When the allegations are against Hillary Clinton, the cry is “Lock Her Up!” When the allegations are against Trump and Moore, the same people appeal to the letter of the law crying out “innocent until proven guilty.” As if this double standard is not enough, they must sanitize this about face with the sanctifying red-letter words of Jesus, “Judge not, lest ye be judged” and “Let he who is without sin cast the first stone.”

In the days following the release of the Access Hollywood tape, Trump supporters frequently cited these two biblical phrases to avoid making a judgment on Trump’s behaviour patterns. It is a way of putting off judgement until an illusory future moment when all the facts will be in place and as many others have pointed out erroneously applies a court room standard to the court of public opinion.

So, when Moore and Trump are accused my multiple women on the record of sexual improprieties (to be generous), pastors, politicians, pundits and surrogates on the Right can be heard to say things like, “Well, whatever happened to innocent until proven guilty and as a Christian I recall the words of Jesus who said ‘He who is without sin cast the first stone.'” Here, Jesus is used to justify, sanctify, and provide a veneer of high moral standard to the rationalizations of Evangelical-Republicans. They appeal to Scripture which they claim to hold in high regard and cite Jesus whom they claim to worship and follow.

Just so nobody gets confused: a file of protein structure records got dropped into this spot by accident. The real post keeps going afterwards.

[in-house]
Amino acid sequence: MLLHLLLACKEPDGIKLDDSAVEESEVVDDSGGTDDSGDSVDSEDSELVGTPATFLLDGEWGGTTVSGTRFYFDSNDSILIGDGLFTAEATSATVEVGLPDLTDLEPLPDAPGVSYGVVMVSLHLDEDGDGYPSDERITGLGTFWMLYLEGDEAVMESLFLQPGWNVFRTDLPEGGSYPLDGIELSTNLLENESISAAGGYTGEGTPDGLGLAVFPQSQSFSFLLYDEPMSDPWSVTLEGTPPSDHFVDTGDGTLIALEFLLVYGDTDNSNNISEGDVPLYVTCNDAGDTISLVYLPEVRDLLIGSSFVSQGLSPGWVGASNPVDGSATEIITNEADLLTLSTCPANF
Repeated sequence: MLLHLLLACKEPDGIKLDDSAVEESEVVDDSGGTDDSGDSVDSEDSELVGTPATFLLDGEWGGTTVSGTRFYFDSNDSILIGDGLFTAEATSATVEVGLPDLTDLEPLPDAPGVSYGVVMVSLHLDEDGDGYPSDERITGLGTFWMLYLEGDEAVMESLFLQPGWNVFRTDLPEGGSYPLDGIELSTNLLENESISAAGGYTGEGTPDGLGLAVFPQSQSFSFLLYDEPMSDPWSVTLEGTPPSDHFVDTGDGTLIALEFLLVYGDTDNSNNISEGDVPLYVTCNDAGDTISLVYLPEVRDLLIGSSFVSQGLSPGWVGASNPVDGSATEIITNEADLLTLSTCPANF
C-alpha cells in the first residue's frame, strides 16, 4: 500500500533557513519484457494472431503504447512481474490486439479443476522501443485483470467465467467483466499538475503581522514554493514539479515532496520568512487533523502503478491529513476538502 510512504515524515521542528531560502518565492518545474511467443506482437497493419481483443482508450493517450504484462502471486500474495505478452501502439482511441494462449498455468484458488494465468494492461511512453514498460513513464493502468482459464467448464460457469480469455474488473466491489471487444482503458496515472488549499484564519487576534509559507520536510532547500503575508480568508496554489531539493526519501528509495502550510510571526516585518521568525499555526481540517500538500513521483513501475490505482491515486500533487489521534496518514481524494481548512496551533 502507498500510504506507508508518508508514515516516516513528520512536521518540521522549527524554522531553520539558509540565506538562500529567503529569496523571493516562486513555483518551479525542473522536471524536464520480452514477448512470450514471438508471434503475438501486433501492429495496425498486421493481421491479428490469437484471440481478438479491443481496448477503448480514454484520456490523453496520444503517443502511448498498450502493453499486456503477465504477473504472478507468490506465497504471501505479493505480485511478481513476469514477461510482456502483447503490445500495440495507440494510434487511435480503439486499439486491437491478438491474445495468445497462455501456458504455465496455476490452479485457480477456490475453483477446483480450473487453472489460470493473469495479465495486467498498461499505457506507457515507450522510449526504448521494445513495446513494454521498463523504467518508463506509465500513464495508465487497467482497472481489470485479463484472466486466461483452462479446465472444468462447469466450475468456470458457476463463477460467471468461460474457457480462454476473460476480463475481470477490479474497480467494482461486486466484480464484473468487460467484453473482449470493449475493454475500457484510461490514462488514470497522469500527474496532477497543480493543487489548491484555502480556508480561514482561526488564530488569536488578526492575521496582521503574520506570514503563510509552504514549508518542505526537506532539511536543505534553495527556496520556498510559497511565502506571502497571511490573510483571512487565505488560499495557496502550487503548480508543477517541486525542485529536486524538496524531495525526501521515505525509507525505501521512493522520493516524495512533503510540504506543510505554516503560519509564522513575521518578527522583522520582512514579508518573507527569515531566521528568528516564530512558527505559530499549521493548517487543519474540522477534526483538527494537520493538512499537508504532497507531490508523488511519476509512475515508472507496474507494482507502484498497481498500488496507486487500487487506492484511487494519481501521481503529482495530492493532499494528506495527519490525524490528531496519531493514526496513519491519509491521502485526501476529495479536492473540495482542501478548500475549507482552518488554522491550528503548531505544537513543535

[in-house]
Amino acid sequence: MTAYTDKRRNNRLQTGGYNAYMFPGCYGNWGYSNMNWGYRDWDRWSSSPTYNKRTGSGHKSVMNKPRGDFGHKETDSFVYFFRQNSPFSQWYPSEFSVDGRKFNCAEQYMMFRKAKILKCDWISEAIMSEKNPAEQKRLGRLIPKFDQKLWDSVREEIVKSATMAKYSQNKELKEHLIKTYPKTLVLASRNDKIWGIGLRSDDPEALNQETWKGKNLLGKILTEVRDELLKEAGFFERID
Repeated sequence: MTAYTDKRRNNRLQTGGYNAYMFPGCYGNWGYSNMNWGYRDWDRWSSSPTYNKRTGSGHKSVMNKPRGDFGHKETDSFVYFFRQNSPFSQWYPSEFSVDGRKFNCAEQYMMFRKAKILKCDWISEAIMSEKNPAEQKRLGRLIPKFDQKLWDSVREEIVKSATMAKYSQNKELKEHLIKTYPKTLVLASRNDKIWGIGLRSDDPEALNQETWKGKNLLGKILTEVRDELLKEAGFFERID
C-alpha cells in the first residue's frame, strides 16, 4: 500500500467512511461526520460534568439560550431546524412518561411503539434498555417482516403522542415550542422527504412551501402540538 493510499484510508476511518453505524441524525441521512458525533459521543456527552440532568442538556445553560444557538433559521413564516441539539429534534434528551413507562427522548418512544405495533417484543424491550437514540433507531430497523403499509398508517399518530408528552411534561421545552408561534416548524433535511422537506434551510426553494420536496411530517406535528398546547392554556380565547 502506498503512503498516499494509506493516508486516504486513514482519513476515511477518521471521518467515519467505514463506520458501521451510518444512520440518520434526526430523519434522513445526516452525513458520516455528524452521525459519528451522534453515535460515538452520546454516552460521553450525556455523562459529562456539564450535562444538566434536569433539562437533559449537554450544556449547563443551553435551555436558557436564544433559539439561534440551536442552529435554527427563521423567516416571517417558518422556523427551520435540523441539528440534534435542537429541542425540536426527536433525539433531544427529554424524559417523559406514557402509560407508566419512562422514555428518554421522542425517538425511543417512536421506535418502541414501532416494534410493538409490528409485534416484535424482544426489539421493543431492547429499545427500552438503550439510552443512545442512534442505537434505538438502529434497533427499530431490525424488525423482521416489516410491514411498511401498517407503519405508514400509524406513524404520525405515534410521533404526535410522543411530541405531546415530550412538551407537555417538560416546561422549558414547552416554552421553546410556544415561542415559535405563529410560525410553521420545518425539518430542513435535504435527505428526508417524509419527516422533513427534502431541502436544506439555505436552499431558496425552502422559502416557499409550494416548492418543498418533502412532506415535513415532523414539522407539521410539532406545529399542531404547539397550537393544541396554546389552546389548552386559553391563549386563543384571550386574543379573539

Yet, the great irony is that the context in which Jesus is recorded as using these words is precisely in defence of a woman who is caught up as victim of male hypocrisy and injustice. In the Gospel of John (Chapter 8), an unnamed woman who was allegedly caught in the act of adultery (i.e. sexual relations outside the bond of marriage) is brought before Jesus by a group of men who assume Jesus will agree that she ought to be stoned for sin. Yet, Jesus resists this androcentric and hypocritical court of justice and draws attention to the sin of the men themselves.

Throughout history, biblical interpreters have rightly asked, if this woman was caught in adultery (and Jesus seems to accept the allegations of the men), then where is the man with whom she was fornicating. Jesus’s action of writing, erasing, and re-writing in the sand would call to mind the events of Sinai when the LORD had to write the commandments twice because the Israelites were engaged in idolatry/adultery while Moses was up the mountain. Yet, the LORD had mercy on the people.

In this case of the woman caught in adultery, there is no reason to suggest that the act was anything but consensual. If Jesus took the side of the woman in this case, then how much more does he stand on the side of the women and girls who have been violated without their consent and against their will.

As the woman’s accusers twisted the laws of God to their own ends and sought to call it justice, so many American Evangelical are twisting the words of Jesus to justify their own political actions, console themselves, and sedate their consciences.

I think American-Evangelical-Republicans need to look less frequently at their Scriptures for words of comfort and self-defence and begin looking more carefully at those passages that ought to send a shiver down their spines. For to some who call Jesus Lord, he will say, “I don’t know you.”